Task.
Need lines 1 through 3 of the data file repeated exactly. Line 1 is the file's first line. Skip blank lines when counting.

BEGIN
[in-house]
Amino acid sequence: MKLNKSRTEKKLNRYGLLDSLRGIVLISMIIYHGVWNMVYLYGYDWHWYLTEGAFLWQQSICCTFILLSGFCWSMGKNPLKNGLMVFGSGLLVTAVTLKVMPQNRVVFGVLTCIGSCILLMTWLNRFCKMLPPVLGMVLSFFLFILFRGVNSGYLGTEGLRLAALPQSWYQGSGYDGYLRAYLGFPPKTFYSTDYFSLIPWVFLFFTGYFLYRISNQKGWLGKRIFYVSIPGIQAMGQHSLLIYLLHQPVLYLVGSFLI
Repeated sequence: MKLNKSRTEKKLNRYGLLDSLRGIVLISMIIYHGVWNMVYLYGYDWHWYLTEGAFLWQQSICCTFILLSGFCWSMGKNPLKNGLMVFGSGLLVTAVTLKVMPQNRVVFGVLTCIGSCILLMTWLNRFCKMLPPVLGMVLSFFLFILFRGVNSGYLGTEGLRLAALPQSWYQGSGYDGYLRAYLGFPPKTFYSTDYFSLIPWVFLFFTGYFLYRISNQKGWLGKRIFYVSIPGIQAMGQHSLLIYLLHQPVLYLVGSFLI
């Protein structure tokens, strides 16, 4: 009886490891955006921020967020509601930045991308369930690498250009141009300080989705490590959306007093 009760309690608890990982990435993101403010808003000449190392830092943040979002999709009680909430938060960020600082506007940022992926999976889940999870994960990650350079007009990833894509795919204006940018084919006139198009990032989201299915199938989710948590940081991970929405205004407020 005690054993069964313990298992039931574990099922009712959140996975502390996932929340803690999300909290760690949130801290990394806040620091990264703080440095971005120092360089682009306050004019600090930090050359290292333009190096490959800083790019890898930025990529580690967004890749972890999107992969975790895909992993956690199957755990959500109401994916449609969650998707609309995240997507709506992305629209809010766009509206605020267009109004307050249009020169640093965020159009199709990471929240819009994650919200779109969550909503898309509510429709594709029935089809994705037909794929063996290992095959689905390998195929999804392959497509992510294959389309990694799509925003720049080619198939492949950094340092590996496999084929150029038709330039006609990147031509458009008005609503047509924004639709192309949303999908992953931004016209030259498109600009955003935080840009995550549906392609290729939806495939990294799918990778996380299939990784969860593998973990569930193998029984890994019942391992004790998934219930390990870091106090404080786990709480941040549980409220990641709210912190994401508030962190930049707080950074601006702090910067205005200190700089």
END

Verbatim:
[in-house]
Amino acid sequence: MKLNKSRTEKKLNRYGLLDSLRGIVLISMIIYHGVWNMVYLYGYDWHWYLTEGAFLWQQSICCTFILLSGFCWSMGKNPLKNGLMVFGSGLLVTAVTLKVMPQNRVVFGVLTCIGSCILLMTWLNRFCKMLPPVLGMVLSFFLFILFRGVNSGYLGTEGLRLAALPQSWYQGSGYDGYLRAYLGFPPKTFYSTDYFSLIPWVFLFFTGYFLYRISNQKGWLGKRIFYVSIPGIQAMGQHSLLIYLLHQPVLYLVGSFLI
Repeated sequence: MKLNKSRTEKKLNRYGLLDSLRGIVLISMIIYHGVWNMVYLYGYDWHWYLTEGAFLWQQSICCTFILLSGFCWSMGKNPLKNGLMVFGSGLLVTAVTLKVMPQNRVVFGVLTCIGSCILLMTWLNRFCKMLPPVLGMVLSFFLFILFRGVNSGYLGTEGLRLAALPQSWYQGSGYDGYLRAYLGFPPKTFYSTDYFSLIPWVFLFFTGYFLYRISNQKGWLGKRIFYVSIPGIQAMGQHSLLIYLLHQPVLYLVGSFLI